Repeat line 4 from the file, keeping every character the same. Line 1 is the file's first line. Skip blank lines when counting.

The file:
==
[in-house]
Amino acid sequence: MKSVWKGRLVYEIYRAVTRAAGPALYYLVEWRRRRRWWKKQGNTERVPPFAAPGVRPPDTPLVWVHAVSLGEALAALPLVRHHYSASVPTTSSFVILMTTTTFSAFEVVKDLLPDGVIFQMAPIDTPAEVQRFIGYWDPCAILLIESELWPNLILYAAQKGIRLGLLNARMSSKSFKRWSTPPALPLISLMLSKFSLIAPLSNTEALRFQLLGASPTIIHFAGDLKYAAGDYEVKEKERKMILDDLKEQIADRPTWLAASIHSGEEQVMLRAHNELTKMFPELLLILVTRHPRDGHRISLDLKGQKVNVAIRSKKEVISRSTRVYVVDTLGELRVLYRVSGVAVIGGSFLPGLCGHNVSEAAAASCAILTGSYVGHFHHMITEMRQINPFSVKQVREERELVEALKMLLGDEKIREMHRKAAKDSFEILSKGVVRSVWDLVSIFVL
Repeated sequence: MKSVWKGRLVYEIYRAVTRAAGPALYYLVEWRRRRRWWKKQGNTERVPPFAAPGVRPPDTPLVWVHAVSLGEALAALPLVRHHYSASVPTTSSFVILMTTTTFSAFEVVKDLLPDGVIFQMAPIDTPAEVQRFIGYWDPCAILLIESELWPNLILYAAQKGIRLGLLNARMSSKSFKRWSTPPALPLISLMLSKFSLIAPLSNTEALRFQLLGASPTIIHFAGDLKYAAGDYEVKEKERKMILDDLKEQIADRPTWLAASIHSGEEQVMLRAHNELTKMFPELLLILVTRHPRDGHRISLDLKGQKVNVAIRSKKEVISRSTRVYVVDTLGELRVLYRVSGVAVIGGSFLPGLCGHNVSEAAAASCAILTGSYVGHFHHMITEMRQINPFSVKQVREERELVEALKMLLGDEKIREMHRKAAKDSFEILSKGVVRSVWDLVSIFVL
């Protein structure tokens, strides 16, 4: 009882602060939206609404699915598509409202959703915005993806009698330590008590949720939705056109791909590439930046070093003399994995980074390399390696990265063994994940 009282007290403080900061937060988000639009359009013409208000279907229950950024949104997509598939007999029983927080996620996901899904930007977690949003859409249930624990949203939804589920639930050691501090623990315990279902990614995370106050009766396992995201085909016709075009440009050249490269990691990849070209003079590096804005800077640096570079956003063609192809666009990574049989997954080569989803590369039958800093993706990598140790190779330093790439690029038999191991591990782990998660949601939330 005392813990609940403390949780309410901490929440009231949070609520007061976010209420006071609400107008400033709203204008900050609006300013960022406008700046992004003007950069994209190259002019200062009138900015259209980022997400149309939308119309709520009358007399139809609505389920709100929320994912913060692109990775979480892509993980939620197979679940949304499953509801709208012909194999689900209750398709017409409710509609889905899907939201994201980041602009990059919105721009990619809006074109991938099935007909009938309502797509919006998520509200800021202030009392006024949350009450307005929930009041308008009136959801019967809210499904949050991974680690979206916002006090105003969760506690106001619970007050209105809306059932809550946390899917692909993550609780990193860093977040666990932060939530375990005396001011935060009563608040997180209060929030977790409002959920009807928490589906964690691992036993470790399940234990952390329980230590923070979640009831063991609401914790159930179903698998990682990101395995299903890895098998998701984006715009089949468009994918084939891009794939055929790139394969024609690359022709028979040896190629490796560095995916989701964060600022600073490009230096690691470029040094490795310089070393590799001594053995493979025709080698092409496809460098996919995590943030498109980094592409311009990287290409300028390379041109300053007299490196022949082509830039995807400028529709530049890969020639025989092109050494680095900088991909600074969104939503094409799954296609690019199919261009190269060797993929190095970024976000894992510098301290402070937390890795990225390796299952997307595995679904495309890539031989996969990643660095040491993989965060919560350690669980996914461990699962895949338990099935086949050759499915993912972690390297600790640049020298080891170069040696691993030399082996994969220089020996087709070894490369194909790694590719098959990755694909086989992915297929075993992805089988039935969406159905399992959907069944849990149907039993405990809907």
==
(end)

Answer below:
């Protein structure tokens, strides 16, 4: 009882602060939206609404699915598509409202959703915005993806009698330590008590949720939705056109791909590439930046070093003399994995980074390399390696990265063994994940 009282007290403080900061937060988000639009359009013409208000279907229950950024949104997509598939007999029983927080996620996901899904930007977690949003859409249930624990949203939804589920639930050691501090623990315990279902990614995370106050009766396992995201085909016709075009440009050249490269990691990849070209003079590096804005800077640096570079956003063609192809666009990574049989997954080569989803590369039958800093993706990598140790190779330093790439690029038999191991591990782990998660949601939330 005392813990609940403390949780309410901490929440009231949070609520007061976010209420006071609400107008400033709203204008900050609006300013960022406008700046992004003007950069994209190259002019200062009138900015259209980022997400149309939308119309709520009358007399139809609505389920709100929320994912913060692109990775979480892509993980939620197979679940949304499953509801709208012909194999689900209750398709017409409710509609889905899907939201994201980041602009990059919105721009990619809006074109991938099935007909009938309502797509919006998520509200800021202030009392006024949350009450307005929930009041308008009136959801019967809210499904949050991974680690979206916002006090105003969760506690106001619970007050209105809306059932809550946390899917692909993550609780990193860093977040666990932060939530375990005396001011935060009563608040997180209060929030977790409002959920009807928490589906964690691992036993470790399940234990952390329980230590923070979640009831063991609401914790159930179903698998990682990101395995299903890895098998998701984006715009089949468009994918084939891009794939055929790139394969024609690359022709028979040896190629490796560095995916989701964060600022600073490009230096690691470029040094490795310089070393590799001594053995493979025709080698092409496809460098996919995590943030498109980094592409311009990287290409300028390379041109300053007299490196022949082509830039995807400028529709530049890969020639025989092109050494680095900088991909600074969104939503094409799954296609690019199919261009190269060797993929190095970024976000894992510098301290402070937390890795990225390796299952997307595995679904495309890539031989996969990643660095040491993989965060919560350690669980996914461990699962895949338990099935086949050759499915993912972690390297600790640049020298080891170069040696691993030399082996994969220089020996087709070894490369194909790694590719098959990755694909086989992915297929075993992805089988039935969406159905399992959907069944849990149907039993405990809907």